While many find it anxiety-provoking to think about creating a legally binding plan to distribute your assets after your death, ultimately it provides you with peace of mind. You can rest easy knowing that your wishes will be carried out as you have requested.
Some folks prefer a DIY, or do-it-yourself approach, but this may not be the best option for everyone. One reason is because each state has its own set of laws and requirements. You can find various templates online, but some of the documents may fall short of their claim to meet your state’s requirements.
It is crucial that your estate plan meets your state’s legal requirements to ensure your final wishes are honored, so expert help is recommended. Consult with an estate planning attorney to ensure that documents are correctly prepared, avoiding costly and time-consuming missteps.
While I encourage you to sit down with a legal professional, I also want to provide some general guidelines you can think through independently. Estate planning is a complex field, but a general outline can clear up some of the mystery.
Estate planning 101
Will you be providing for children under 18? Or are your beneficiaries young adults, older adults, relatives, or charities? Exactly how might you provide for your children?
Options you may consider include a trust and/or a will.
What is a trust? Trusts provide control over the distribution of assets, privacy, and potential tax advantages. A trust is a fiduciary arrangement that allows a trustee to hold assets on behalf of a beneficiary or beneficiaries. Trusts can be arranged in many ways, specifying exactly how and when the assets pass to the heirs.
For example, are you concerned that a young adult might fritter away his or her inheritance? A spendthrift trust might be the answer. Instead of an account that allows immediate access to the assets, the trustee of a spendthrift trust dispenses the assets over time.
Additionally, a spendthrift trust typically protects assets from creditors, bankruptcy, divorce, and lawsuits.
Is there a need to minimize taxes? An irrevocable trust might fit into your plan. By placing assets into an irrevocable trust, the estate’s value is reduced regarding estate taxes. Besides tax considerations, irrevocable trusts also help protect assets in lawsuits.
You may also decide to create a living trust, which transfers your assets to your beneficiaries and avoids probate.
Other trusts that you may find advantageous include charitable trusts, special needs trusts, generation-skipping trusts, and bypass trusts. The latter two offer ways to reduce the estate tax.
You may also consider a will. A will is a legal document that takes effect upon your death. It outlines your wishes, including provisions for guardianship of your minor children.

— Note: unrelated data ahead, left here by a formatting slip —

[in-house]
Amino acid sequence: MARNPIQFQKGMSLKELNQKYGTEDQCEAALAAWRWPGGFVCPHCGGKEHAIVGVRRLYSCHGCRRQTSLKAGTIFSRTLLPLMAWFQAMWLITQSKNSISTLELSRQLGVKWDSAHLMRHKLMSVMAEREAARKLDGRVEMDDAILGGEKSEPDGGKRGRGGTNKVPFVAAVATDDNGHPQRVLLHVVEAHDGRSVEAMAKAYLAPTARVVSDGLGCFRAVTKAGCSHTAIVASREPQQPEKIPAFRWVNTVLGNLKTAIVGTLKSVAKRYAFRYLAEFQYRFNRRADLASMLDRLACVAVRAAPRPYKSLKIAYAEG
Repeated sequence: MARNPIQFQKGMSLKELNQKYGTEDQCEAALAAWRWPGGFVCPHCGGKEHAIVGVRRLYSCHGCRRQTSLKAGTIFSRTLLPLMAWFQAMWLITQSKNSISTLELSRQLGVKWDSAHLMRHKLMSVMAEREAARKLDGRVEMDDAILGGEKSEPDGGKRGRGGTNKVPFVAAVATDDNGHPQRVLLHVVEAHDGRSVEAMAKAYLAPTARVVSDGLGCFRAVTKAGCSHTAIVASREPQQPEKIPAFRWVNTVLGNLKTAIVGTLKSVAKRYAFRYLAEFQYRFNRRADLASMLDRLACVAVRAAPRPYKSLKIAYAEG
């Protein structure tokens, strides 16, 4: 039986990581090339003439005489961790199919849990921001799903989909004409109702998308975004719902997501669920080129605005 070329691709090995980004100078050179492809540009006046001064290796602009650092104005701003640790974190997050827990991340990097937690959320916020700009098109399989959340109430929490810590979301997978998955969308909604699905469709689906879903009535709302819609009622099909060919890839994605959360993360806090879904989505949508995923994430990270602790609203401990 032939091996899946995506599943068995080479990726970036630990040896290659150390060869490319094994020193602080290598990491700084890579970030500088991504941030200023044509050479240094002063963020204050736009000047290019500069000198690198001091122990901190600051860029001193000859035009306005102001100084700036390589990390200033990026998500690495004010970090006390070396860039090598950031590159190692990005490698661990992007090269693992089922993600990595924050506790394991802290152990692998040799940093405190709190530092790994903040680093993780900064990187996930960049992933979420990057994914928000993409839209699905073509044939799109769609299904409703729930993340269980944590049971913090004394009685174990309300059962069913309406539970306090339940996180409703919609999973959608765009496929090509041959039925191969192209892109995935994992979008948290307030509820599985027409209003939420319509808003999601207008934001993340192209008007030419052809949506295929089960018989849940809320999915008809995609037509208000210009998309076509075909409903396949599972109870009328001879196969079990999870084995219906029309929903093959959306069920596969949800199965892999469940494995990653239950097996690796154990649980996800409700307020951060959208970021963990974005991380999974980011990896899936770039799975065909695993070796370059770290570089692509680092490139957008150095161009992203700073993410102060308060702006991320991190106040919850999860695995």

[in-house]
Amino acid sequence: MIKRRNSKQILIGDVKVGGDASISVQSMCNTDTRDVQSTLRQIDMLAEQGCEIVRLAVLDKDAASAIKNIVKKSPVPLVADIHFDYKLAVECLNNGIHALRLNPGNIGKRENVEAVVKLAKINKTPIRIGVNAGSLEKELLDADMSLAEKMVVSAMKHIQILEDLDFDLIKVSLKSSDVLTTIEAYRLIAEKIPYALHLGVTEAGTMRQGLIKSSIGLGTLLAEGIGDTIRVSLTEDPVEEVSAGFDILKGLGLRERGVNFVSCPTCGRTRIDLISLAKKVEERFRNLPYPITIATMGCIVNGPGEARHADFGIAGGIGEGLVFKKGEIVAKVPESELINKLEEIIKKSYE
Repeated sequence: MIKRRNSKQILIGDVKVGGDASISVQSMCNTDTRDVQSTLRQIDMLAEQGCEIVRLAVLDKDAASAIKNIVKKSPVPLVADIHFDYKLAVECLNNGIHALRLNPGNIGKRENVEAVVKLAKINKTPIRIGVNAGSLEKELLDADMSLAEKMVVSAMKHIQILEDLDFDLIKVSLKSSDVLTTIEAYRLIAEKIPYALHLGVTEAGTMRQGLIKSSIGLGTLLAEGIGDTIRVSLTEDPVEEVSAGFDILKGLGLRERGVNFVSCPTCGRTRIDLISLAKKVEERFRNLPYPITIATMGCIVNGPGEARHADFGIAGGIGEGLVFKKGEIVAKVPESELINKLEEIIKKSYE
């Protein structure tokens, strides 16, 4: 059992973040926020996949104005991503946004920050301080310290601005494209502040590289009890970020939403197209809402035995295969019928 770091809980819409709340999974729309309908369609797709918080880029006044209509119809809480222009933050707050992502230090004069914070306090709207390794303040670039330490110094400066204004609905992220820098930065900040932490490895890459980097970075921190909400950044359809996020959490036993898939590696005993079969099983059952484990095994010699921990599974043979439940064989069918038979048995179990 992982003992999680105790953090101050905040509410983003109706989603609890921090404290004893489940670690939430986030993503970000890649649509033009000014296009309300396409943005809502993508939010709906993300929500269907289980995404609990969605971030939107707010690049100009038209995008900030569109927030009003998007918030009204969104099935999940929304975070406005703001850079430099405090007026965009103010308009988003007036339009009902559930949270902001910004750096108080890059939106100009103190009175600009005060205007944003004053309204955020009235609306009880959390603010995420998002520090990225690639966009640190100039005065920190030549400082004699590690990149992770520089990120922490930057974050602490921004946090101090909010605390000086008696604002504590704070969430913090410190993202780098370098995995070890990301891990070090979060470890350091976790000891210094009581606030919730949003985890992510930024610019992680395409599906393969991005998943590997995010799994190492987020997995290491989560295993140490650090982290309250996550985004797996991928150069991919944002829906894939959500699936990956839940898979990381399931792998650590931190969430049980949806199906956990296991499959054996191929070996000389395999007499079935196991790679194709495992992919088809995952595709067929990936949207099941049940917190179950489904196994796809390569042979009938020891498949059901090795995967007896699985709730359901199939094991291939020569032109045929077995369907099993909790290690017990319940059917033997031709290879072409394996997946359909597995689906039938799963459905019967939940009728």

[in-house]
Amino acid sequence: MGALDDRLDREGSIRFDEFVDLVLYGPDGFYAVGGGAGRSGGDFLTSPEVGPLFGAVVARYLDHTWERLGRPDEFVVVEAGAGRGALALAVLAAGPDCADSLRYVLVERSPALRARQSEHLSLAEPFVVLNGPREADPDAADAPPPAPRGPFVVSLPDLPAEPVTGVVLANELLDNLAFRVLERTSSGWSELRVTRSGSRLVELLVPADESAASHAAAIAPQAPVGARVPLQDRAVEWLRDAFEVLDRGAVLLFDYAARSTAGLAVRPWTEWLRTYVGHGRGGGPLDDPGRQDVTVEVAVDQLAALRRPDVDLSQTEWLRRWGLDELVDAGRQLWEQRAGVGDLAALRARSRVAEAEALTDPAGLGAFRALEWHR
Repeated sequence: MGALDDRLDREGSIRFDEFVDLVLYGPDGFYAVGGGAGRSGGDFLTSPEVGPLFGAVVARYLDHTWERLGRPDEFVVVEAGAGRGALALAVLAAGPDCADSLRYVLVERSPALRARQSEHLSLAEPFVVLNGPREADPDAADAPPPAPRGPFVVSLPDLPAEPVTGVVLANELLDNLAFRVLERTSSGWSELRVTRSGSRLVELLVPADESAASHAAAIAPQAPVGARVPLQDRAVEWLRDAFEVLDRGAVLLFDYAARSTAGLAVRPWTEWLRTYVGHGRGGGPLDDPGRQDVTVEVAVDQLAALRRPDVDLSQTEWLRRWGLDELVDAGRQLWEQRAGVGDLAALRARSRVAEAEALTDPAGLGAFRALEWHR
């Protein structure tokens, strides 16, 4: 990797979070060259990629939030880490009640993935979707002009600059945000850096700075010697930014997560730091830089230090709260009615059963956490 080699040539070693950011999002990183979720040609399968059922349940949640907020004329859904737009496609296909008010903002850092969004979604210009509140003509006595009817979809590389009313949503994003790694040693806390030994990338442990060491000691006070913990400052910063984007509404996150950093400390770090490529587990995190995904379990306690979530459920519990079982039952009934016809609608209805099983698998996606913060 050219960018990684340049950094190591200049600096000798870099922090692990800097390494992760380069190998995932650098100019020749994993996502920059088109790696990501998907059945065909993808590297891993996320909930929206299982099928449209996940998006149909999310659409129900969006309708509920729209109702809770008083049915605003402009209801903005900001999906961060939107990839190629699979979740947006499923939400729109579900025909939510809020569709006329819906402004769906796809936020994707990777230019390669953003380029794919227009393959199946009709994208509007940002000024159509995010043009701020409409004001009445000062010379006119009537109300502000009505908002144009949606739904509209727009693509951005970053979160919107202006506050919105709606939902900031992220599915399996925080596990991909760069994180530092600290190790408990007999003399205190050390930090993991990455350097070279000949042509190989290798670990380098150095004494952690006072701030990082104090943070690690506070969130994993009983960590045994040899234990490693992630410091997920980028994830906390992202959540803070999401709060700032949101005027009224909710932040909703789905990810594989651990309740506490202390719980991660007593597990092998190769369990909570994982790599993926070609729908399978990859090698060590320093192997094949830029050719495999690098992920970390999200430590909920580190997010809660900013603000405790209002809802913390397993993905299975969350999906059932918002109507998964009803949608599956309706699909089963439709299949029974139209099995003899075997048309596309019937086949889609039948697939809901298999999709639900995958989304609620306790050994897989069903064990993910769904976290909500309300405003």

As I've already mentioned, complexities abound. I would be delighted to answer any inquiries you may have. Again, consulting with an estate planning attorney can help you decide if a trust, a will, or both are best for securing your assets for your heirs.
Don’t wait until it’s too late to secure the future of your loved ones. Take action today.
It’s important to create an inventory of your assets, such as bank accounts, insurance policies, investment accounts, and personal belongings.
If you were to pass away suddenly, do your loved ones have access to important documents, financial statements, etc.? It is important to inform your loved ones about the location of your will and the legal professionals who will handle the process.
Select a trustworthy individual or institution to act on your behalf. You need someone dependable, trustworthy, organized, fair, and financially savvy. Identifying the best candidate can be made easier if you focus on these important attributes.
It’s common to list a beneficiary or beneficiaries for an IRA and life insurance policy
However, it’s crucial to ensure that your designated beneficiaries align with your will. For instance, if the will you drafted last year names Bob as the recipient of your IRA at ABC Brokerage, but the beneficiary listed 15 years ago is Sally, Sally will be the recipient of the assets
Estate planning isn’t complete unless you prepare legal documents such as a durable power of attorney for financial matters and a medical power of attorney for medical decisions. It is crucial in the event you are incapacitated
These documents appoint trusted individuals to make decisions on your behalf when you can’t.
Life is full of unexpected turns. Milestone events such as marriage, divorce, births, and deaths can significantly impact your wishes and create gaps in your plan
In addition, charities that used to hold significance may not have the same impact anymore. Therefore, it is crucial to periodically review and make necessary adjustments to your plan.
Estate planning is a personalized process, and I want to emphasize that the above-mentioned steps are merely an outline.
My objective is to initiate a dialogue and assist you in developing a plan or motivate you to revise an existing one. I'm always available to address any questions you may have.